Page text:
In nursing school, I was educated on the clinical definition of depression from the Diagnostic and Statistical Manual of Mental Disorders which includes “depressed mood, loss of interest or pleasure, an increase or decrease in appetite, a slowing of thought and reduction of physical movement, fatigue or loss of energy, feelings of guilt or worthlessness, indecisiveness, and recurrent suicidal thoughts”. But when I personally experienced depression years later, these were not just words in a manual to me.
My depression manifested as a surprise to me since I always worked hard and lived well. In the beginning, I lost interest in the things that had once brought me joy. Later in my condition, I lost my motivation for everything. Nothing mattered to me anymore. I didn’t care about living, eating, my personal hygiene, or the fact that I had a loving family. I felt completely alone in the universe without any hope.
A lot of people who suffer from depression are trapped in their disease, so I knew from my medical background that if I did not defeat this disease, I would die from it. That fear of death led me to start meditation. With the help of my meditation instructor, I started to accept my condition.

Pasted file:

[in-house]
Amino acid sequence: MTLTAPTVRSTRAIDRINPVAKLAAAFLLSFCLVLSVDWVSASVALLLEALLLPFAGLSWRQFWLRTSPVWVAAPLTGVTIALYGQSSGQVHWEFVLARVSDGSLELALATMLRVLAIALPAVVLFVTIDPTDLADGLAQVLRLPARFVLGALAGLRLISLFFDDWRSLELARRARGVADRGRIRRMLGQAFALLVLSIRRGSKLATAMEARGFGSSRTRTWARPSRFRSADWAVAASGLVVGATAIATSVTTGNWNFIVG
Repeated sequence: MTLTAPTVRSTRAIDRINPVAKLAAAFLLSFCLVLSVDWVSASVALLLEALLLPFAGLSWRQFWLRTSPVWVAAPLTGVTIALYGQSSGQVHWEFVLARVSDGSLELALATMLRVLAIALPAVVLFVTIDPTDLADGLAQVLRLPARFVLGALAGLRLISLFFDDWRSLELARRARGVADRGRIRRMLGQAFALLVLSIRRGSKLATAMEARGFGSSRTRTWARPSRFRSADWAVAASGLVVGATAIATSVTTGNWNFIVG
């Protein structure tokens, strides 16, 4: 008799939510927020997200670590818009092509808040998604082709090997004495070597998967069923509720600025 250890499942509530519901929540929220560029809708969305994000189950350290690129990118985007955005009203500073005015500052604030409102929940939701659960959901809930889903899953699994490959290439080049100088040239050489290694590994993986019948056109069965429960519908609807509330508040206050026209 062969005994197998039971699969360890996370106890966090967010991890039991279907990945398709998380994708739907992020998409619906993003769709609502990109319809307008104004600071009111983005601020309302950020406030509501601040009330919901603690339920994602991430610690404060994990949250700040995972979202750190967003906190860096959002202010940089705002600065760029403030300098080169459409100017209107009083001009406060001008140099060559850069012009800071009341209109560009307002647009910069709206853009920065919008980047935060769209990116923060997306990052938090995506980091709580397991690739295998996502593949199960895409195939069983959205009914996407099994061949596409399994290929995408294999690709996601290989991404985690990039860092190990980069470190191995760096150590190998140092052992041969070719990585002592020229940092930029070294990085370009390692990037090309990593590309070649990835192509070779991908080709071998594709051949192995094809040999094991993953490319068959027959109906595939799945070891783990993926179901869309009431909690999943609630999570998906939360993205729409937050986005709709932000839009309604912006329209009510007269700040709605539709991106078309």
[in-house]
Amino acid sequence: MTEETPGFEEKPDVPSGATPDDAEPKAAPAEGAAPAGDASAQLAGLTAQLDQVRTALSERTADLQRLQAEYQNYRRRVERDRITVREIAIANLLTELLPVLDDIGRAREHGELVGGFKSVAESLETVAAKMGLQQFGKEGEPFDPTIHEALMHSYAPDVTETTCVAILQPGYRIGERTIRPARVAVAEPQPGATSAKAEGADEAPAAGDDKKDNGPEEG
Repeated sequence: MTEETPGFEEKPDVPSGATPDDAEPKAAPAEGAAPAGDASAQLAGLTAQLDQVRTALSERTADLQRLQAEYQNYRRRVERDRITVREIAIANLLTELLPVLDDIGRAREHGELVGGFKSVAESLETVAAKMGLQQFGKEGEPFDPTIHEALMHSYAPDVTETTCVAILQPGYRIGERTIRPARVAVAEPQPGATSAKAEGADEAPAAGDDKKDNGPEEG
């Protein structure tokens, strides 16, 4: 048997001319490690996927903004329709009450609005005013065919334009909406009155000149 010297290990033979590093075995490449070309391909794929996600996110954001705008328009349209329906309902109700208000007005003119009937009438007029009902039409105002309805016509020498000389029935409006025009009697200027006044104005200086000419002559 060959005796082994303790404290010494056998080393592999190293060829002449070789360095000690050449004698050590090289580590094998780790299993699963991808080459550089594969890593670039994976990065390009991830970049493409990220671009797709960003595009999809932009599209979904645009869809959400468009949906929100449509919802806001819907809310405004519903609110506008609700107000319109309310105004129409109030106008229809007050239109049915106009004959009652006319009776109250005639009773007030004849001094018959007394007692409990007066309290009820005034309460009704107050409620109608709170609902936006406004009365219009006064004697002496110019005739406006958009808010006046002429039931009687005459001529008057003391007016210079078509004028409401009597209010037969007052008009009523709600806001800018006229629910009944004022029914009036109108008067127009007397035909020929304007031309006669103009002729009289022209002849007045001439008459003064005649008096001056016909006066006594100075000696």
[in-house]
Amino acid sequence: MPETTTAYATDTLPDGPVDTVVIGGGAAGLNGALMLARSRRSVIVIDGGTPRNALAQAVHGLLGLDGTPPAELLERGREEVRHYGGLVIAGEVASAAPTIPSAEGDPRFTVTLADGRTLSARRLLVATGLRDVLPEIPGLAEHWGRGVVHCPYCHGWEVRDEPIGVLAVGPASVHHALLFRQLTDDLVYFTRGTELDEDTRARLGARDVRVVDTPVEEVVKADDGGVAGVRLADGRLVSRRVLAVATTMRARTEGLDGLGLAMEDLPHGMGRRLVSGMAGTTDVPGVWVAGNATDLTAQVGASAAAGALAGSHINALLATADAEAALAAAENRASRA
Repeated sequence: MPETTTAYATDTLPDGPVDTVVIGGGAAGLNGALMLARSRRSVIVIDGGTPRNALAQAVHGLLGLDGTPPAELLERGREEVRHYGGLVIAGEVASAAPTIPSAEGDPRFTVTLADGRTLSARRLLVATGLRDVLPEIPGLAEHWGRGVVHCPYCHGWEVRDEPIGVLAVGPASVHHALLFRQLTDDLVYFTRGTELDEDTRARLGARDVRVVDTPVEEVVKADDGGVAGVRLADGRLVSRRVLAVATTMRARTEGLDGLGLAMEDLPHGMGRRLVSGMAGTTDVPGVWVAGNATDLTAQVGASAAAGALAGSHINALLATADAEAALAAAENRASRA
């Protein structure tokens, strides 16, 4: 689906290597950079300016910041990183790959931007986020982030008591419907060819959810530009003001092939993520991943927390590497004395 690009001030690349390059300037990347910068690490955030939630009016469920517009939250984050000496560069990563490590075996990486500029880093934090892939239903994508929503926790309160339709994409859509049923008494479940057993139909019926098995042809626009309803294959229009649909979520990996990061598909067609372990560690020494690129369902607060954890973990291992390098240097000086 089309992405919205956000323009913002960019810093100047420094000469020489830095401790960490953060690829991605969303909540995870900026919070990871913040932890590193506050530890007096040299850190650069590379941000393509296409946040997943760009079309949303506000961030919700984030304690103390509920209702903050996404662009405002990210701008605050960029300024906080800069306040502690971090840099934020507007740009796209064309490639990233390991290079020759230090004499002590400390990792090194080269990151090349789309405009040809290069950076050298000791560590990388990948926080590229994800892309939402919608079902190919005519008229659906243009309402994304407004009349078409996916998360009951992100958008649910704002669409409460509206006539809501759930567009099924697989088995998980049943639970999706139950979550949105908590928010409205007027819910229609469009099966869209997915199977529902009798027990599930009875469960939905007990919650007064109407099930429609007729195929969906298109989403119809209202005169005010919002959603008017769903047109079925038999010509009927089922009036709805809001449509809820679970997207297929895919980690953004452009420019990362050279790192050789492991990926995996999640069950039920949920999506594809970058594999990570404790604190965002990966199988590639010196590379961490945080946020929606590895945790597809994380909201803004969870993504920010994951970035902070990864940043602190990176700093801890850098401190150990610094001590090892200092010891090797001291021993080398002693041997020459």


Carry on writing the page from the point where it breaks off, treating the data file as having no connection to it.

That little voice inside me changed from “I don’t want to live anymore” to “I can see that you are going through a difficult time right now. That’s okay. You don’t have to do anything if you don’t feel like doing anything at the moment. No matter what others may think, what you are feeling right now isn’t wrong. It doesn’t mean you’re different. I’m here to tell you that you need some rest. It’s okay to take a step back and just watch other people walk ahead.”
This shift in attitude has made all the difference in the world. I have been able to see that all the enemies in my mind are actually opportunities for self-reflection and growth. I am so grateful for this meditation that I can finally see hope again and I have the tools to see all positives and negatives in my life as a gift, rather than a curse. Thank you!
I struggled with social anxiety for a long time. Even ordering pizza...Read More